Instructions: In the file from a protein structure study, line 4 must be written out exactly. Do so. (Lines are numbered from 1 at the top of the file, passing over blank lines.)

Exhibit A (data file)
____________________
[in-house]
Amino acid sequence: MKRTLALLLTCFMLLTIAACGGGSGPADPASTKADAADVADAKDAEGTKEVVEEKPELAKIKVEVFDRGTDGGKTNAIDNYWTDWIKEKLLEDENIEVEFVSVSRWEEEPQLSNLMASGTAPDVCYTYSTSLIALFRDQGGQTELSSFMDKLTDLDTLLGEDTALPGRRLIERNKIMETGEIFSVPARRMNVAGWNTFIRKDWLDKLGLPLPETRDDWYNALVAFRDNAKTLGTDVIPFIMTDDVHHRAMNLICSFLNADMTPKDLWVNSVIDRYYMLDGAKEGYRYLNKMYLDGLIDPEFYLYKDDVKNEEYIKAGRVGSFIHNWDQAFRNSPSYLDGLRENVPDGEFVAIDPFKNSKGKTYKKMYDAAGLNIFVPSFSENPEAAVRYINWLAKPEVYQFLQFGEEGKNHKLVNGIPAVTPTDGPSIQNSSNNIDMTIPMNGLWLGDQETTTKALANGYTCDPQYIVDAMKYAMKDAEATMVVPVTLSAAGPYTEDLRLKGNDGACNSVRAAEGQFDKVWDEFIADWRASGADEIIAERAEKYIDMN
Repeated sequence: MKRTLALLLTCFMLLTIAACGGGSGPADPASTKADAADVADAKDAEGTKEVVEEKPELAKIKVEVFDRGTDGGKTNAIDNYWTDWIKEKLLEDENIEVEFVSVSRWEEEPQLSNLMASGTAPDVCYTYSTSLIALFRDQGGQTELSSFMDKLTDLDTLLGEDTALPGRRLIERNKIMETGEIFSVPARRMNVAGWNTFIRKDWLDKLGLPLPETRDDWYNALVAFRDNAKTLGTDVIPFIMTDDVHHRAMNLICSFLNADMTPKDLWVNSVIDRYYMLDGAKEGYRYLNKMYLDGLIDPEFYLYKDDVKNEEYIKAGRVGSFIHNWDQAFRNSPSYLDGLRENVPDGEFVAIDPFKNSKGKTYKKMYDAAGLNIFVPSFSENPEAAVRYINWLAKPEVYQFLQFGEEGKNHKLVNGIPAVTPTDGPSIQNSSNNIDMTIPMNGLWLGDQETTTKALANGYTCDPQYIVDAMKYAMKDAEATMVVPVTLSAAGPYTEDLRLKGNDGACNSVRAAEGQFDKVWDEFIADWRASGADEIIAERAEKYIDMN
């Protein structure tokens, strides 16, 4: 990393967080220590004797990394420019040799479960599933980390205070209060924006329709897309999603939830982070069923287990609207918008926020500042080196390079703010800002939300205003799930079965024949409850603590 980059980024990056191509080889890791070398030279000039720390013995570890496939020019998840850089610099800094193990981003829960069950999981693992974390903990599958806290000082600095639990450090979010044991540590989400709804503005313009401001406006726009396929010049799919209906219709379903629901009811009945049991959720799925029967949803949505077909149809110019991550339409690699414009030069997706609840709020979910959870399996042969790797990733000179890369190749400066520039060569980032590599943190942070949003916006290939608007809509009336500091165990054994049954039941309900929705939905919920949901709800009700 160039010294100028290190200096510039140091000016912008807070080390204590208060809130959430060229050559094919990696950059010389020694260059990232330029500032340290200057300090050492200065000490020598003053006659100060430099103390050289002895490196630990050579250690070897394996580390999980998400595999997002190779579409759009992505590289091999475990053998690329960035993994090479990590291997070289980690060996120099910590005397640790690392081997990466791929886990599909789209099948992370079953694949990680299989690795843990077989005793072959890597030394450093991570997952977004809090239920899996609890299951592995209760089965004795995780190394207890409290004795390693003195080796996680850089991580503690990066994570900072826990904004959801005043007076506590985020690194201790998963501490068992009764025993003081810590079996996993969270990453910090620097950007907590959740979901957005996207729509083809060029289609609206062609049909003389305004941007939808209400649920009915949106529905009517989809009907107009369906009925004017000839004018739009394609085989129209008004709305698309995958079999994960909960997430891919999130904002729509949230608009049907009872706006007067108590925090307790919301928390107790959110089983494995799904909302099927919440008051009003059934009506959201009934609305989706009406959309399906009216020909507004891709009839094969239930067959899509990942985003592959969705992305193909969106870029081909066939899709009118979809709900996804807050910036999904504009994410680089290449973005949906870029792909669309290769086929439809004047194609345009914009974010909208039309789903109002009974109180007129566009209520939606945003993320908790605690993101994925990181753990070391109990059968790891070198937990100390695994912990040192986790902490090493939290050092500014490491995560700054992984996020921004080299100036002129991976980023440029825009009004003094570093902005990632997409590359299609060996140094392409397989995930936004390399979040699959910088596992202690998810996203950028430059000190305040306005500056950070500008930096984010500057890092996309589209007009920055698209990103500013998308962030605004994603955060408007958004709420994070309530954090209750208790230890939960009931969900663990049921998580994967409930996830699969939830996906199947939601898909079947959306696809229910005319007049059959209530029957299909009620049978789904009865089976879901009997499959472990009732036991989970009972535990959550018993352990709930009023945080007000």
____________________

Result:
């Protein structure tokens, strides 16, 4: 990393967080220590004797990394420019040799479960599933980390205070209060924006329709897309999603939830982070069923287990609207918008926020500042080196390079703010800002939300205003799930079965024949409850603590 980059980024990056191509080889890791070398030279000039720390013995570890496939020019998840850089610099800094193990981003829960069950999981693992974390903990599958806290000082600095639990450090979010044991540590989400709804503005313009401001406006726009396929010049799919209906219709379903629901009811009945049991959720799925029967949803949505077909149809110019991550339409690699414009030069997706609840709020979910959870399996042969790797990733000179890369190749400066520039060569980032590599943190942070949003916006290939608007809509009336500091165990054994049954039941309900929705939905919920949901709800009700 160039010294100028290190200096510039140091000016912008807070080390204590208060809130959430060229050559094919990696950059010389020694260059990232330029500032340290200057300090050492200065000490020598003053006659100060430099103390050289002895490196630990050579250690070897394996580390999980998400595999997002190779579409759009992505590289091999475990053998690329960035993994090479990590291997070289980690060996120099910590005397640790690392081997990466791929886990599909789209099948992370079953694949990680299989690795843990077989005793072959890597030394450093991570997952977004809090239920899996609890299951592995209760089965004795995780190394207890409290004795390693003195080796996680850089991580503690990066994570900072826990904004959801005043007076506590985020690194201790998963501490068992009764025993003081810590079996996993969270990453910090620097950007907590959740979901957005996207729509083809060029289609609206062609049909003389305004941007939808209400649920009915949106529905009517989809009907107009369906009925004017000839004018739009394609085989129209008004709305698309995958079999994960909960997430891919999130904002729509949230608009049907009872706006007067108590925090307790919301928390107790959110089983494995799904909302099927919440008051009003059934009506959201009934609305989706009406959309399906009216020909507004891709009839094969239930067959899509990942985003592959969705992305193909969106870029081909066939899709009118979809709900996804807050910036999904504009994410680089290449973005949906870029792909669309290769086929439809004047194609345009914009974010909208039309789903109002009974109180007129566009209520939606945003993320908790605690993101994925990181753990070391109990059968790891070198937990100390695994912990040192986790902490090493939290050092500014490491995560700054992984996020921004080299100036002129991976980023440029825009009004003094570093902005990632997409590359299609060996140094392409397989995930936004390399979040699959910088596992202690998810996203950028430059000190305040306005500056950070500008930096984010500057890092996309589209007009920055698209990103500013998308962030605004994603955060408007958004709420994070309530954090209750208790230890939960009931969900663990049921998580994967409930996830699969939830996906199947939601898909079947959306696809229910005319007049059959209530029957299909009620049978789904009865089976879901009997499959472990009732036991989970009972535990959550018993352990709930009023945080007000």